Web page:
|3||Bob||789 Elm St||101|
Table 2: DepartmentDetails (DeptID, DeptName, Salary)
In the above example, we have an Employee table with six attributes: EmpID, EmpName, EmpAddress, DeptID, DeptName, and Salary. We have identified the functional dependencies in this table and found that EmpID determines EmpName and EmpAddress, while DeptID determines DeptName and Salary. Using lossless decomposition, we have broken down the Employee table into two smaller tables: EmployeeDetails and DepartmentDetails.The EmployeeDetails table contains the attributes EmpID, EmpName, EmpAddress, and DeptID, while the DepartmentDetails table contains the attributes DeptID, DeptName, and Salary. Both tables are now free of any data redundancy and any updates or modifications can be made to the smaller tables rather than the entire original table. We can also combine these tables using the common attribute DeptID, to retrieve the original Employee table. Thus, lossless decomposition has preserved all the information in the original table while improving efficiency and reducing redundancy.
Advantages of Lossless Decomposition in DBMS
Here are some advantages of lossless decomposition in DBMS:
- It eliminates data redundancy
- Improves the efficiency of the database
- Reduces storage space requirements
- Enables effective maintenance of the database
- Preserves all the information from the original table
- Prevents data inconsistencies
Disadvantages of Lossless Dcomposition in DBMS
Here are some disadvantages of lossless decomposition in DBMS:
- Increases complexity of the database
- Not always feasible to achieve
- The retrieving original table can be complex
- May require additional storage space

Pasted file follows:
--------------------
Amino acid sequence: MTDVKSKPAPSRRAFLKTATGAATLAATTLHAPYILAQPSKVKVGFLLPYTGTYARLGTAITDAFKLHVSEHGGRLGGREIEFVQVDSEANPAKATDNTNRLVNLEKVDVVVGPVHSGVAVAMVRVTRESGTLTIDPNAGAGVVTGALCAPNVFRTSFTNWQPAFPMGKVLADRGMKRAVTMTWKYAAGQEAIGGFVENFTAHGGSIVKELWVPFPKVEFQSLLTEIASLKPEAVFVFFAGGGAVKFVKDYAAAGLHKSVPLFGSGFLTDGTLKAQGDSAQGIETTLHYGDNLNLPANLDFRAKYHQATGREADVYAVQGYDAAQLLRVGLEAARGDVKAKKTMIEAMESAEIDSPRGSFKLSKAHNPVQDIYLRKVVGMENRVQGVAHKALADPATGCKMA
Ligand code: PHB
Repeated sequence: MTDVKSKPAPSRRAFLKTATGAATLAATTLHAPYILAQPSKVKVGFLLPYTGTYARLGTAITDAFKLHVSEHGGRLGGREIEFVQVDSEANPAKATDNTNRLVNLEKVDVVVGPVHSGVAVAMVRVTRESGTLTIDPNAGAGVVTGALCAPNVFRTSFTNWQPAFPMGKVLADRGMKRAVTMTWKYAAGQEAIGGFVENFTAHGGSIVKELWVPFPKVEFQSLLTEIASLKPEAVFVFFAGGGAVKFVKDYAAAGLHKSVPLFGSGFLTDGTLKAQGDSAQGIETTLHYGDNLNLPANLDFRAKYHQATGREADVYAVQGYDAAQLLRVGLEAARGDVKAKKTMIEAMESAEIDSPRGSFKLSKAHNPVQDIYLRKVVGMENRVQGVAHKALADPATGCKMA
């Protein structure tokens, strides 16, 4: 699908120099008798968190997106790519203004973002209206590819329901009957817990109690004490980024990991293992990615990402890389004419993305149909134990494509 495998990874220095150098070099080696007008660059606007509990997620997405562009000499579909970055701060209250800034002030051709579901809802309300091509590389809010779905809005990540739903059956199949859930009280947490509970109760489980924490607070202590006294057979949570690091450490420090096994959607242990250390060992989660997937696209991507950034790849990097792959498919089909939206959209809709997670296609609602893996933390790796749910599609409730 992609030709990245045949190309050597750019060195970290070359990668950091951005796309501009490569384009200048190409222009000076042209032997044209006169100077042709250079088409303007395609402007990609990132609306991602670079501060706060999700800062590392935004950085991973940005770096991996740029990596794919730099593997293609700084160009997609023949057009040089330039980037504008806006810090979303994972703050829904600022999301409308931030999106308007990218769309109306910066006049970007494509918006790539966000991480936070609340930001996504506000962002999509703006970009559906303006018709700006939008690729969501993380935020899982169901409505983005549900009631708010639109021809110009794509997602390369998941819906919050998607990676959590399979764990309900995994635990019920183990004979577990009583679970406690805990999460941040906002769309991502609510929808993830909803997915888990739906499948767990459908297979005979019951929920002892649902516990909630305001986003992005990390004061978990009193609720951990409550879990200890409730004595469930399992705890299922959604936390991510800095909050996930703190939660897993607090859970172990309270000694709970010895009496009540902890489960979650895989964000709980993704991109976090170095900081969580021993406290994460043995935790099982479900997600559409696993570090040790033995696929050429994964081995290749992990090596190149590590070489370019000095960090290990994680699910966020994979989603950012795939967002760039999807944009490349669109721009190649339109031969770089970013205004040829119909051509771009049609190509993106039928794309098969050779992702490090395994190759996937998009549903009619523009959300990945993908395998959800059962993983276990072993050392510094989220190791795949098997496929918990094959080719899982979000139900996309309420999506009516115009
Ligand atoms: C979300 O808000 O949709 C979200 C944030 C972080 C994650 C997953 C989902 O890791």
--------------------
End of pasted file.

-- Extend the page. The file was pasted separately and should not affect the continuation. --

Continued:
In conclusion, lossless decomposition in DBMS is important by identifying functional dependencies within the original table and creating smaller tables based on those dependencies, redundancy is eliminated and data consistency is improved. Lossless decomposition in DBMS also enables effective maintenance of the database, resulting in more accurate and reliable data.
Frequently Asked Questions(FAQs)
Q1. What is the difference between lossy and lossless decomposition in DBMS?
Ans: Lossless decomposition ensures that all the information from the original table is preserved after the decomposition, while lossy decomposition may result in the loss of some information during the decomposition process.
Q2. How is lossless decomposition achieved in DBMS?
Ans: Lossless decomposition is achieved by identifying and separating out functional dependencies within the table so that each smaller table contains only the relevant information for a particular purpose.
Q3. What are the benefits of lossless decomposition in DBMS?
Ans: The benefits of lossless decomposition include reducing redundancy and improving the efficiency of the database, reducing storage space requirements, improving query processing time, and enabling effective maintenance of the database.
Q4. What are the limitations of lossless decomposition in DBMS?
Ans: Lossless decomposition can lead to an increase in the number of tables, which can make the database more complex and difficult to manage. Moreover, it may not always be possible to achieve lossless decomposition in certain scenarios.
Q5. Can lossless decomposition result in any data inconsistencies in DBMS?
Ans: No, lossless decomposition does not result in any data inconsistencies as all the information from the original table is preserved during the decomposition process. However, it is important to ensure that the smaller tables are properly joined together to retrieve the original table without any inconsistencies.